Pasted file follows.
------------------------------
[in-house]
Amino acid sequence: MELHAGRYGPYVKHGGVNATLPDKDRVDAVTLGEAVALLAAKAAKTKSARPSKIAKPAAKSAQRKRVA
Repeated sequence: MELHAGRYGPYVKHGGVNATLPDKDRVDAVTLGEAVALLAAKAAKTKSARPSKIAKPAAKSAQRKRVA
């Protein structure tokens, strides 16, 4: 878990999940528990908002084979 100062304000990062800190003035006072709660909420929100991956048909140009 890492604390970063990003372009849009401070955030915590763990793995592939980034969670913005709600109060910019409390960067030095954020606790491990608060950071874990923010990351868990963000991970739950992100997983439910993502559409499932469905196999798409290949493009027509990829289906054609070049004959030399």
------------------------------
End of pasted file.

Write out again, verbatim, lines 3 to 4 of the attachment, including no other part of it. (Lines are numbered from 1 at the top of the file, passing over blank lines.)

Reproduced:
Repeated sequence: MELHAGRYGPYVKHGGVNATLPDKDRVDAVTLGEAVALLAAKAAKTKSARPSKIAKPAAKSAQRKRVA
């Protein structure tokens, strides 16, 4: 878990999940528990908002084979 100062304000990062800190003035006072709660909420929100991956048909140009 890492604390970063990003372009849009401070955030915590763990793995592939980034969670913005709600109060910019409390960067030095954020606790491990608060950071874990923010990351868990963000991970739950992100997983439910993502559409499932469905196999798409290949493009027509990829289906054609070049004959030399």